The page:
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The CPU, also known as the Central Processing Unit is the brain of any electrical device. It executes any information that goes into the device, it would send the information to the right components to make the device operate. There are many CPU’s that you can purchase depending on what you want to use them for. Here I am going to break down some different CPUs that you can consider for a gaming computer, and what is the best gaming CPU for you

What is the Best Gaming CPU


When it comes to gaming you will tend to look at the clock speeds of the processors and the core and thread count as some games are focused on single-core performance and others on multi-core performance. The more threads you have on a CPU means that it would be better at working on multiple tasks at once and would be better for video editing. You would also need to look at the clock speeds of CPU’s as this is the speed at which the CPU can complete tasks so the faster the better as such, however, if you have a low clock speed on certain ones you can overclock them to get a better performance out of them however you will need to make sure that you computer cooling can keep it cool and not let it run too hot.

Ryzen 9 3900x

Ryzen 9 3900xThe first CPU that I am going to talk about is the Ryzen 9 3900x which is one of the most recently released on the 7th July 2019. We tend to rate CPU’s on its outstanding performance as long as it’s at the right price, which this one wins on both points. It is in the ballpark price of the i9 9900k which has 8 cores and 16 threads, however the R9 3900x 12 cores, 24 threads. This has a base clock of 3.8 GHz and a boost of 4.6 which is higher than the i9 9900k which is 3.6 GHz base with only a 4.2 boost clock. However, the R9 3900x doesn’t quite match the single-core performance of the i9 which is needed for most AAA-rated games. We are starting to see newer games adapt to multi-core CPU’s so this doesn’t matter as much.


  • Performance for a decent price
  • Doesn’t run quite as hot as intel
  • Can be used for gaming and work station


  • Cant match the single-core performance on Intel’s equivalent
  • The heatsink that comes with it not really good enough

Intel i7 8700k

The Intel i7 8700k is a competitor of the 2nd gen Ryzen in which it did have a better performance. This does have few cores but they pack more of a punch than the competition Ryzen 2000 series as it is has a higher base and boost clock of 3.7 GHz and 4.7 GHz compared to the Ryzen which has a base clock of 3.7 and a boost of only 4.2.


  • Very strong overclocking capabilities
  • Higher single-core performance
  • Lower power consumption


  • More expensive than the Ryzen 2700x which also comes with a powerful RGB cooler
  • Lower core and thread count
  • Only holds 12MB of cache compared to the Ryzen holds 16MB

Ryzen 5 3600

This CPU was also released in July 2019, this was the successor of the Ryzen 5 2600 CPU which was one of the best value/performance CPUs at the time. It has 6 cores and 12 threads with a base clock of 3.6GHz and a boost of 4.3GHz and again comes with an AMD cooler. The closest competitor to this would be the i5 9600k which isn’t a direct competitor but is the closest we would get. The i5 9600k does come at a higher price and again does not include a cooler in the box. The R5 3600 has a higher performance when it comes to multi-core and only ever so slightly higher on single-core performance.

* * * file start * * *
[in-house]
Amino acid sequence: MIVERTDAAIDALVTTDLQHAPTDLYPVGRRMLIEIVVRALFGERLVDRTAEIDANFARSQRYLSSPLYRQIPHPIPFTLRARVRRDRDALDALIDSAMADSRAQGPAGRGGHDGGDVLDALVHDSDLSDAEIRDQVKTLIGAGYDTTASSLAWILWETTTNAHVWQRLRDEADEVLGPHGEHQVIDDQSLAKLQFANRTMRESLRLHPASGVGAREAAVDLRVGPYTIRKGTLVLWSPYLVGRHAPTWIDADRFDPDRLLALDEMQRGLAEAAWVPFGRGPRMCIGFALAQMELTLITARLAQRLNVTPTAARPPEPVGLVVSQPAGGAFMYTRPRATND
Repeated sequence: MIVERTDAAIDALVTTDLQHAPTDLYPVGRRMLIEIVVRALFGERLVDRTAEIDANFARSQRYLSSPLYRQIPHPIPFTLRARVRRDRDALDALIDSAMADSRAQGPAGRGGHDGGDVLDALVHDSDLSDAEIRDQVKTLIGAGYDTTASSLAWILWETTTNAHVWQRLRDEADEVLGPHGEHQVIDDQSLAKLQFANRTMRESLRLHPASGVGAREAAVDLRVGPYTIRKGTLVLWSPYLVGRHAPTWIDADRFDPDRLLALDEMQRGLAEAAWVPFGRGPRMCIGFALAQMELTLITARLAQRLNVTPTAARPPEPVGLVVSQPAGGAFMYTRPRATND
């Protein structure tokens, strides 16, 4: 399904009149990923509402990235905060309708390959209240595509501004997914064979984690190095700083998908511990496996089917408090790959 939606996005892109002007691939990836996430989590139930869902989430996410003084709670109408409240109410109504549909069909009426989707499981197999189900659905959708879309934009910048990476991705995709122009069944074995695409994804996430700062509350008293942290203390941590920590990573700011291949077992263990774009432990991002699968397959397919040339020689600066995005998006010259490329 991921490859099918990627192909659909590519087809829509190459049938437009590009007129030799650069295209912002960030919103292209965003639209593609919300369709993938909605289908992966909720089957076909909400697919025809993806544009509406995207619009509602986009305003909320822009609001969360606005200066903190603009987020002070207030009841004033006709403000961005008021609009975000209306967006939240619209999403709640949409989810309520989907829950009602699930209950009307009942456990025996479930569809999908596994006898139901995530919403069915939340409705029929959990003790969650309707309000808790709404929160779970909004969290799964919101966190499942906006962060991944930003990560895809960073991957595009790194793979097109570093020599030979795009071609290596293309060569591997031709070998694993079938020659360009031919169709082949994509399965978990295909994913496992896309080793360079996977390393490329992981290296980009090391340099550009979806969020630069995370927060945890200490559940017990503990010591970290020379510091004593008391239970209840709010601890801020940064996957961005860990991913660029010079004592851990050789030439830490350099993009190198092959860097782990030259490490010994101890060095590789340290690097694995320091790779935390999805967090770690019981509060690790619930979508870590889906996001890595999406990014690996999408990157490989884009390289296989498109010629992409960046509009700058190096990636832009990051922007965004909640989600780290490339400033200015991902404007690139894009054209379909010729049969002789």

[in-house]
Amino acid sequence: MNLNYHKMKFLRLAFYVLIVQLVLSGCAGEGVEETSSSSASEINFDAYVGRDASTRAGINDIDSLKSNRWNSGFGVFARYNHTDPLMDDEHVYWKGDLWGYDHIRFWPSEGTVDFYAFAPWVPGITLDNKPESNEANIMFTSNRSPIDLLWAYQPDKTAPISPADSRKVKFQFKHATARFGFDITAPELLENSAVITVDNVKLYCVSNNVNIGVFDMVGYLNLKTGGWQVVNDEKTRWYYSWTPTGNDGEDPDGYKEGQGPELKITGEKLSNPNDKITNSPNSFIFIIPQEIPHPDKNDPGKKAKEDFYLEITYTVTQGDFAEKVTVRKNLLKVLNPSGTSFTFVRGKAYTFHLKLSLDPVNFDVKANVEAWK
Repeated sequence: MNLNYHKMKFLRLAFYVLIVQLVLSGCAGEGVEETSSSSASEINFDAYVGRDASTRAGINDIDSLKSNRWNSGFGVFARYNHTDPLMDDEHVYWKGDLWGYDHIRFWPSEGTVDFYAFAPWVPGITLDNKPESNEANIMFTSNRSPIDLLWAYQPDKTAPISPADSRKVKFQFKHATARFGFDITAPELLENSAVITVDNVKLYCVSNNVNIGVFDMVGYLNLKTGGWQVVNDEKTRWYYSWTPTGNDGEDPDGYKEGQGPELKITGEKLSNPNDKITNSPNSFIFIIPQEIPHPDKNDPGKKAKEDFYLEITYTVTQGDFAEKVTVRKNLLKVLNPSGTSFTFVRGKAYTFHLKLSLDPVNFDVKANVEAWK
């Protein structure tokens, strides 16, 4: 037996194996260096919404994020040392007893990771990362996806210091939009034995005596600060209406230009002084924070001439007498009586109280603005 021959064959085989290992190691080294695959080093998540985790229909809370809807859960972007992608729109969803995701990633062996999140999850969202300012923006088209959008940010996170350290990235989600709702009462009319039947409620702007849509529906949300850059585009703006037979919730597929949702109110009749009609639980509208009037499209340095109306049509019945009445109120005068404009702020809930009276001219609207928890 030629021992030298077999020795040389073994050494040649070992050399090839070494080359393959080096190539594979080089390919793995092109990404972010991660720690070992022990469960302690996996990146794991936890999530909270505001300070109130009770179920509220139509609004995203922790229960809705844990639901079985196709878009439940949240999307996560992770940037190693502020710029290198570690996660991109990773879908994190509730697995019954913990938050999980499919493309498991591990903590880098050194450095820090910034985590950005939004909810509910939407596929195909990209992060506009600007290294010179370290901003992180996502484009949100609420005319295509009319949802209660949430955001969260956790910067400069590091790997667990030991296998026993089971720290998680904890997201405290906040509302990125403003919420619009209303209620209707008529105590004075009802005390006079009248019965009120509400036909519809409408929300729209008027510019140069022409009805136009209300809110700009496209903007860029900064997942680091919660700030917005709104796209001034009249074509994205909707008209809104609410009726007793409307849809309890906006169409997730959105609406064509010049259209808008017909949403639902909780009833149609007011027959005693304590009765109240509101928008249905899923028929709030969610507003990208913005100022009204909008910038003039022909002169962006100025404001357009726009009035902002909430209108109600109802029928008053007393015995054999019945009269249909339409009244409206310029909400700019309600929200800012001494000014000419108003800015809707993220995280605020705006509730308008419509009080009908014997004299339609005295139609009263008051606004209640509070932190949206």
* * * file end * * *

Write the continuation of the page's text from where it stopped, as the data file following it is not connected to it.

• Better value for performance
  • Comes with a cooler
  • Better single and multi-core performance


  • Overclocking capabilities are limited
  • Uses more power than Intel



i5 8400

This particular CPU only has six cores but it can certainly pack a punch. It only runs at 2.8GHz standard but it can boost up to 4GHz. When it is paired up with a strong graphics card it will be a very strong computer, along with this it is also a lot cheaper than the more upmarket CPU’s however it doesn’t have hyper-threading so it is only 6 threads. We can only really compare it to Ryzen 5 2600 which is around the same price, and is also 6 core but does have 12 threads.


  • Great price to performance
  • Strong single-core performance
  • Will be usable under stock cooling


  • Is only 6 thread
  • No overclocking potential
  • We Will most likely need a new motherboard



The last twelve months have seen some very strong CPU’s come from both Intel and AMD. When it comes to building your own PC you need to have in mind what will be your main tasks you’ll be carrying out to make the decision on what CPU will best suit your requirements. There are many more that I haven’t mentioned but these are ones that we feel are worth the consideration.


6 Responses

  1. Hey,

    Very interesting and insightful article. My nephew and brother would love to read this article as they are big gamers and computer experts. I have forwarded this onto them and I have encouraged them to comment on your article and go through your other posts too.

    Thanks for sharing this, and keep up the amazing work on your website.

    All the best,


  2. You don’t have to go back far to see just how far CPUs have come. Coming from a software development background I can relate to an IBM CPU we used that only had 11 gigabytes with a bank of hard drives. My laptop far exceeds that and with 2 Trillion Bytes of hard drive, just amazing where we are today.

    In the massive gaming community games nowadays are so powerful and require x-amount of processing power to give the gamer that all-important feel of being there.

    Not many are aware of this and therefore thank you for highlighting this fact and for sharing.

  3. Really great website and top notch content! This is so very needed, especially in today’s world with all the upgraded computers and technology. Keep up the great work.

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